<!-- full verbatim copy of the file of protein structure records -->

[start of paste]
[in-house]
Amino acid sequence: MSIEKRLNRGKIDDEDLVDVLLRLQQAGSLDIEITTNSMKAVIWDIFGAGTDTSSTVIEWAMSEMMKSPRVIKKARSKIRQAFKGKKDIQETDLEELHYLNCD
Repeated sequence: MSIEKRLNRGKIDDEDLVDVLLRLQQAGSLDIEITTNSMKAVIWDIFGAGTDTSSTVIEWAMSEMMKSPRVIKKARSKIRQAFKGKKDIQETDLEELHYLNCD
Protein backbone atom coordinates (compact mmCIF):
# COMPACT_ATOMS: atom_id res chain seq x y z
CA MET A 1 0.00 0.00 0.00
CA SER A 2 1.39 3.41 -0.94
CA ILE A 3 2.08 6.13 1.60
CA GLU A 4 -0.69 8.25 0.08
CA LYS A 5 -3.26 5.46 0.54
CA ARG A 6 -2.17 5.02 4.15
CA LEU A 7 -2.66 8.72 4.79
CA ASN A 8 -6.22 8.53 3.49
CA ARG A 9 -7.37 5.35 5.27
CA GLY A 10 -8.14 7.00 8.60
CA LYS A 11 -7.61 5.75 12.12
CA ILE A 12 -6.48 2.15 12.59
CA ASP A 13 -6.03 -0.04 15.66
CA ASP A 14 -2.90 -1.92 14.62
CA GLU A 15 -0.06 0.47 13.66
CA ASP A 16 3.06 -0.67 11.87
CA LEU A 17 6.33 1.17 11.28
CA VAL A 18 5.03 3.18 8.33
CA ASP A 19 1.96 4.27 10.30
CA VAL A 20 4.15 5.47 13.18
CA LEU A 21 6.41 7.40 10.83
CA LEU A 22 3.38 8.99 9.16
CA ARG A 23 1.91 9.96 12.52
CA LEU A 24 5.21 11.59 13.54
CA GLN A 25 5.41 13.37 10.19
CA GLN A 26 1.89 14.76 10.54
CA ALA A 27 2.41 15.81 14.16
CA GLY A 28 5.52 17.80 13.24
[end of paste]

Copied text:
[in-house]
Amino acid sequence: MSIEKRLNRGKIDDEDLVDVLLRLQQAGSLDIEITTNSMKAVIWDIFGAGTDTSSTVIEWAMSEMMKSPRVIKKARSKIRQAFKGKKDIQETDLEELHYLNCD
Repeated sequence: MSIEKRLNRGKIDDEDLVDVLLRLQQAGSLDIEITTNSMKAVIWDIFGAGTDTSSTVIEWAMSEMMKSPRVIKKARSKIRQAFKGKKDIQETDLEELHYLNCD
Protein backbone atom coordinates (compact mmCIF):
# COMPACT_ATOMS: atom_id res chain seq x y z
CA MET A 1 0.00 0.00 0.00
CA SER A 2 1.39 3.41 -0.94
CA ILE A 3 2.08 6.13 1.60
CA GLU A 4 -0.69 8.25 0.08
CA LYS A 5 -3.26 5.46 0.54
CA ARG A 6 -2.17 5.02 4.15
CA LEU A 7 -2.66 8.72 4.79
CA ASN A 8 -6.22 8.53 3.49
CA ARG A 9 -7.37 5.35 5.27
CA GLY A 10 -8.14 7.00 8.60
CA LYS A 11 -7.61 5.75 12.12
CA ILE A 12 -6.48 2.15 12.59
CA ASP A 13 -6.03 -0.04 15.66
CA ASP A 14 -2.90 -1.92 14.62
CA GLU A 15 -0.06 0.47 13.66
CA ASP A 16 3.06 -0.67 11.87
CA LEU A 17 6.33 1.17 11.28
CA VAL A 18 5.03 3.18 8.33
CA ASP A 19 1.96 4.27 10.30
CA VAL A 20 4.15 5.47 13.18
CA LEU A 21 6.41 7.40 10.83
CA LEU A 22 3.38 8.99 9.16
CA ARG A 23 1.91 9.96 12.52
CA LEU A 24 5.21 11.59 13.54
CA GLN A 25 5.41 13.37 10.19
CA GLN A 26 1.89 14.76 10.54
CA ALA A 27 2.41 15.81 14.16
CA GLY A 28 5.52 17.80 13.24